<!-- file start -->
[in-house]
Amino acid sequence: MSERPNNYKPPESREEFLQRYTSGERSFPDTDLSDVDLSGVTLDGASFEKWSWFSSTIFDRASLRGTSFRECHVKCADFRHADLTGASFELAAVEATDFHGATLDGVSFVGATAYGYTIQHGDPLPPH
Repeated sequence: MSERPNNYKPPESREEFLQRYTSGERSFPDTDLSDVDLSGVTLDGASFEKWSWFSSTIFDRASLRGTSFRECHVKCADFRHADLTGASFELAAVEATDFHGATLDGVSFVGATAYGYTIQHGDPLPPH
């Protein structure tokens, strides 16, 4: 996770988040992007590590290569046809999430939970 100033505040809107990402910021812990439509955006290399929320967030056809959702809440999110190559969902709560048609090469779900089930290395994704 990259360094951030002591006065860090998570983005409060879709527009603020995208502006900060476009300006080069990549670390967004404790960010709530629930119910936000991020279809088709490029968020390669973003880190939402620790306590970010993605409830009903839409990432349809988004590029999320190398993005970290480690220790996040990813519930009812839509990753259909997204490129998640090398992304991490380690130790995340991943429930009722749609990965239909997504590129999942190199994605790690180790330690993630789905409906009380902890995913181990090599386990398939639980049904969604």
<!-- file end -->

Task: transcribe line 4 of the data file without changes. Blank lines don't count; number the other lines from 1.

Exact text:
């Protein structure tokens, strides 16, 4: 996770988040992007590590290569046809999430939970 100033505040809107990402910021812990439509955006290399929320967030056809959702809440999110190559969902709560048609090469779900089930290395994704 990259360094951030002591006065860090998570983005409060879709527009603020995208502006900060476009300006080069990549670390967004404790960010709530629930119910936000991020279809088709490029968020390669973003880190939402620790306590970010993605409830009903839409990432349809988004590029999320190398993005970290480690220790996040990813519930009812839509990753259909997204490129998640090398992304991490380690130790995340991943429930009722749609990965239909997504590129999942190199994605790690180790330690993630789905409906009380902890995913181990090599386990398939639980049904969604």